Skip to main content

Accumulation and decay of woody detritus in a humid subtropical secondary pine forest

Buy Article:

$50.00 plus tax (Refund Policy)


The contribution of coarse woody detritus (CWD) to forest C budgets is poorly quantified in general, and especially so for secondary forests. This study quantifies C and N storage in logs and snags and compares the decomposition of this aboveground CWD with that of dead taproots in a 50-year-old secondary pine forest in a humid subtropical climate. We estimated rates of CWD input due to tree mortality over 50 years of forest development and conducted a field inventory of aboveground CWD of four decay classes. Belowground CWD was characterized by excavating 13 taproots of three decay classes. We found that aboveground CWD in this warm and humid climate decays relatively rapidly, with an exponential decay constant of 0.122 and mean time to decomposition of 50% and 95% log mass of 5.6 and 24.3 years, respectively. Our data suggest that most dead trees proceed through the earliest stage of decomposition as standing snags before falling to the ground. We found that changes in wood chemistry during decomposition were similar above and below ground. After 50 years of forest development, logs, snags, and dead taproots comprised 13% of total forest ecosystem C in this secondary pine forest.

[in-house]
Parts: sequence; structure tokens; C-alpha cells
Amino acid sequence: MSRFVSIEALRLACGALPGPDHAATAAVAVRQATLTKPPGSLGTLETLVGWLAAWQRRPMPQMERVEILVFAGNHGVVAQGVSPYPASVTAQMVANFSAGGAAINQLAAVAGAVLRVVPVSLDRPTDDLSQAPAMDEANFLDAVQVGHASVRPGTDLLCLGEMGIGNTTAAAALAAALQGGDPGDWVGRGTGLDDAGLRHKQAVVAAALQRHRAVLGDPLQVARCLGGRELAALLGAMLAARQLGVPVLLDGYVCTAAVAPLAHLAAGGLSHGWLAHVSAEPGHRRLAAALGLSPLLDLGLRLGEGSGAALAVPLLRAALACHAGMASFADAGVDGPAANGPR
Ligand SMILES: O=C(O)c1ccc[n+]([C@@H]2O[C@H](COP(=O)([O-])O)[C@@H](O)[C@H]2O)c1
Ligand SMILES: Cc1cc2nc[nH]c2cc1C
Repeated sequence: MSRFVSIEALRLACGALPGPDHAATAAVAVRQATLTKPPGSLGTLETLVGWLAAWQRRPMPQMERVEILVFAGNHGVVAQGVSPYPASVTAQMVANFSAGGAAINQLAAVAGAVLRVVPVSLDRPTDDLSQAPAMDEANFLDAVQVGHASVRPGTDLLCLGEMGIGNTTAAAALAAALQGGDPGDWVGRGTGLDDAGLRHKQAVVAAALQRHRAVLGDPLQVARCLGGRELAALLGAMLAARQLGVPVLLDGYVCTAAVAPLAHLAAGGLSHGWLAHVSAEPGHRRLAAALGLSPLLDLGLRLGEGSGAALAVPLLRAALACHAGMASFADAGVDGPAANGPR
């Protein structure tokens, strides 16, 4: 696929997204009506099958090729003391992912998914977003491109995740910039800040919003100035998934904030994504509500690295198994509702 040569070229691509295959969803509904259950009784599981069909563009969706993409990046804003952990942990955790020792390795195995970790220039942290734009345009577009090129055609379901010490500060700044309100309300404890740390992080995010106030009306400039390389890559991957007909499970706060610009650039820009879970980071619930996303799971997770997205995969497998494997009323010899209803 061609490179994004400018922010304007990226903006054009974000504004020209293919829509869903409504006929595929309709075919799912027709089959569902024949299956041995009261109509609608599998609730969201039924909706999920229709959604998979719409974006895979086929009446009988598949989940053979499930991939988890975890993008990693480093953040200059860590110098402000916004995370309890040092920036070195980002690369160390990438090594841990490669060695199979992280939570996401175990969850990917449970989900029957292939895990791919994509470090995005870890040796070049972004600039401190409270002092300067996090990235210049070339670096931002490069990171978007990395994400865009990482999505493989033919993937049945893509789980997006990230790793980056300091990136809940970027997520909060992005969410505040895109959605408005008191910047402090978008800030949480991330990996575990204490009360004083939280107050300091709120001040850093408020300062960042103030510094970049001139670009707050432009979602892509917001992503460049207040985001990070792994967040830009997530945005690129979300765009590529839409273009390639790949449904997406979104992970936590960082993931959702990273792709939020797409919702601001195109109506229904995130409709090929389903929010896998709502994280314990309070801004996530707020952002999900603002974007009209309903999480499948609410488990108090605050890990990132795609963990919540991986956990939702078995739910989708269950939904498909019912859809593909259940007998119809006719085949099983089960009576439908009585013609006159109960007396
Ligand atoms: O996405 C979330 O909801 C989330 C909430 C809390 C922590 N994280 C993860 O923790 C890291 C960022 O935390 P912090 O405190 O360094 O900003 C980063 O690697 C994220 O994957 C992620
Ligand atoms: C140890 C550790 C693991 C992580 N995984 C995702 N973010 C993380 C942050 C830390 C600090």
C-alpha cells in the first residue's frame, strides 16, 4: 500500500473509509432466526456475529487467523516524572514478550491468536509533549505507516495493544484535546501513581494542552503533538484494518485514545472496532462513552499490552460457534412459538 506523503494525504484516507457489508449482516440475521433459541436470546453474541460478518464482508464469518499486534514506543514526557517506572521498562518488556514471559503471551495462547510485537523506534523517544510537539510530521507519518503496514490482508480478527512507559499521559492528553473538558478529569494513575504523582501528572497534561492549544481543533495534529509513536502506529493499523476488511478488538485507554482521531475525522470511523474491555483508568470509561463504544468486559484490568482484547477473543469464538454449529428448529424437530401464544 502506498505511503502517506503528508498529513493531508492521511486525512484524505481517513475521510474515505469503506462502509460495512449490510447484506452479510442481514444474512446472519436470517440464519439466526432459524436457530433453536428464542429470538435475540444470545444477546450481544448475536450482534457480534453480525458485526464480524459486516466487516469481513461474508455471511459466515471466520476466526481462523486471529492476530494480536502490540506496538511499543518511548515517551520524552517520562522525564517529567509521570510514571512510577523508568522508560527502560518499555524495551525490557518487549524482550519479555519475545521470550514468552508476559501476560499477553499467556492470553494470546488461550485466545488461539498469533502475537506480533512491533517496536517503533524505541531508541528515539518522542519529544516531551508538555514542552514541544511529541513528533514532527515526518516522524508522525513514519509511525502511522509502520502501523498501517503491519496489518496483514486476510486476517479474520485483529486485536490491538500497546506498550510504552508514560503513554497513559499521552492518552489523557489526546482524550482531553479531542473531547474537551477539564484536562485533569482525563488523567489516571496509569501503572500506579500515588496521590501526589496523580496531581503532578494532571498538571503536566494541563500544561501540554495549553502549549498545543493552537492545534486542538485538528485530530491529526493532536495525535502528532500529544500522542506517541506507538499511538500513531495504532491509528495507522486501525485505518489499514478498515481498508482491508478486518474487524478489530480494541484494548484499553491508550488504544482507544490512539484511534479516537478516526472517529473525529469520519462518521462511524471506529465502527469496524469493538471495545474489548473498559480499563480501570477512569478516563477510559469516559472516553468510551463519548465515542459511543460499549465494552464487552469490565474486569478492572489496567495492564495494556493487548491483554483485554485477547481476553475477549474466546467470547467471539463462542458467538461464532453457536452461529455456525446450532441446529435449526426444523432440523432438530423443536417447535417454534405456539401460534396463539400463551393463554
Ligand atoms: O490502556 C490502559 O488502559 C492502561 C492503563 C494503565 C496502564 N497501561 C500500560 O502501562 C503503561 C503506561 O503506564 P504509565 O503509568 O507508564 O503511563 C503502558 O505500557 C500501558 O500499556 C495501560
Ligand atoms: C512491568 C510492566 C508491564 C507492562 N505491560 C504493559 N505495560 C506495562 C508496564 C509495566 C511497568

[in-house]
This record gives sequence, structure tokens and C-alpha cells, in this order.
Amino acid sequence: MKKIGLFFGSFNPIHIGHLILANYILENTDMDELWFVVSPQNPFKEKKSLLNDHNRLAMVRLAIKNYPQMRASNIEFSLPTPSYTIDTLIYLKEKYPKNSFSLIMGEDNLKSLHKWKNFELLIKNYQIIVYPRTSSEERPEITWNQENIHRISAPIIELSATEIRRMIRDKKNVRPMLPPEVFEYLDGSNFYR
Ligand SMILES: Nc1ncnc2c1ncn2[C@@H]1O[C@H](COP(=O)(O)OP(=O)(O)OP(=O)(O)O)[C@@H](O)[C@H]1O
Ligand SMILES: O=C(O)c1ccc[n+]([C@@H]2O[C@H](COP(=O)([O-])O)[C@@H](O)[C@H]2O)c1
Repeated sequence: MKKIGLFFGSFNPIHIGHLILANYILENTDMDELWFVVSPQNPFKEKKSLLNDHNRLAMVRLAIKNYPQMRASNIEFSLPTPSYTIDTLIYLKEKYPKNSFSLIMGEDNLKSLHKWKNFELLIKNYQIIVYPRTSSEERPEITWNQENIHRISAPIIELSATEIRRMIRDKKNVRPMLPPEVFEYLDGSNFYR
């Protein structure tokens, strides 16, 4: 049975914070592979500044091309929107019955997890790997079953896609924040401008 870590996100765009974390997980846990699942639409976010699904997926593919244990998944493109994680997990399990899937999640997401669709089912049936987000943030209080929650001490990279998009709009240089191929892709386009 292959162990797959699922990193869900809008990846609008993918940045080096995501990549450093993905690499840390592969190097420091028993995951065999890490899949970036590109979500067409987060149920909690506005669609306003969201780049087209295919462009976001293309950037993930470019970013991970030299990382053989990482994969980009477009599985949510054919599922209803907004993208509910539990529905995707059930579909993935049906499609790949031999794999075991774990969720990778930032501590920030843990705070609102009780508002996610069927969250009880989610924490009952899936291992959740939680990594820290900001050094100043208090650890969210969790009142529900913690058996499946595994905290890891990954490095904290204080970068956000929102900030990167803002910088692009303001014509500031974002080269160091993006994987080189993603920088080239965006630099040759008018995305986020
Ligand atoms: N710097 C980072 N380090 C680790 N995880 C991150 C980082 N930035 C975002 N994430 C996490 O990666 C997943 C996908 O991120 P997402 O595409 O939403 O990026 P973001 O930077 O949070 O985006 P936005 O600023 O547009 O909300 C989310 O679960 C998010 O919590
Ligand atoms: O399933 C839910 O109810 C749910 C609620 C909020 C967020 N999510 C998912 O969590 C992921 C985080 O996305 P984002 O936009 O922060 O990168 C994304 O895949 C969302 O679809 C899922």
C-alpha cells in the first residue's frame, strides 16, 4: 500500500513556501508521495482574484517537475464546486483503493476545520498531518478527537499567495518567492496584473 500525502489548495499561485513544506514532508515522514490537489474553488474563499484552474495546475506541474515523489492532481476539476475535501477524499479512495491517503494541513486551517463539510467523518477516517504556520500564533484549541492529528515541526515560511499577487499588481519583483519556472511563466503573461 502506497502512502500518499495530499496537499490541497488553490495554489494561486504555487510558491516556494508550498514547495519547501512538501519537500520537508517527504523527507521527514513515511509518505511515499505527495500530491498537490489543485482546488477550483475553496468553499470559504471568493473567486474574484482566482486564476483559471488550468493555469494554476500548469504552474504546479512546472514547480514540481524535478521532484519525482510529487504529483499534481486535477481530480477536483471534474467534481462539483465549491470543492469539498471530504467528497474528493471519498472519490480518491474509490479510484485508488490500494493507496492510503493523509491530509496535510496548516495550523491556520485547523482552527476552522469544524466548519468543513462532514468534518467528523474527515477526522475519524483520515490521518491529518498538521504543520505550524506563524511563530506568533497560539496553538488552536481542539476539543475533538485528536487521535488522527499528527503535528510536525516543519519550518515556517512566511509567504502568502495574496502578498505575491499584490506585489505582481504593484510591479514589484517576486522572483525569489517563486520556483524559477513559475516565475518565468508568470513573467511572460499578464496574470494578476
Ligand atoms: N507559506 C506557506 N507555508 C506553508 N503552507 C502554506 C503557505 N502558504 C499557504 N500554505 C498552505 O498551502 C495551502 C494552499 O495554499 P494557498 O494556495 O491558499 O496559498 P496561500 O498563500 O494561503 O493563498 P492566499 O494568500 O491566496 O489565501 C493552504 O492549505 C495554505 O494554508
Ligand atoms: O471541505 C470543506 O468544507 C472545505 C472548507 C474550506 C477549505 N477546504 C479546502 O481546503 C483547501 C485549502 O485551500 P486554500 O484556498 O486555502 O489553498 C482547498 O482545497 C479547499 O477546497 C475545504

Document Type: Research Article


Affiliations: Nicholas School of the Environment, Duke University, Box 90328, Durham, NC 27708, USA.

Publication date: January 1, 2013

More about this publication?
  • Published since 1971, this monthly journal features articles, reviews, notes and commentaries on all aspects of forest science, including biometrics and mensuration, conservation, disturbance, ecology, economics, entomology, fire, genetics, management, operations, pathology, physiology, policy, remote sensing, social science, soil, silviculture, wildlife and wood science, contributed by internationally respected scientists. It also publishes special issues dedicated to a topic of current interest.
  • Information for Authors
  • Submit a Paper
  • Subscribe to this Title
  • Terms & Conditions
  • Sample Issue
  • Reprints & Permissions
  • Ingenta Connect is not responsible for the content or availability of external websites

Access Key

Free Content
Free content
New Content
New content
Open Access Content
Open access content
Subscribed Content
Subscribed content
Free Trial Content
Free trial content
Cookie Policy
Cookie Policy
Ingenta Connect website makes use of cookies so as to keep track of data that you have filled in. I am Happy with this Find out more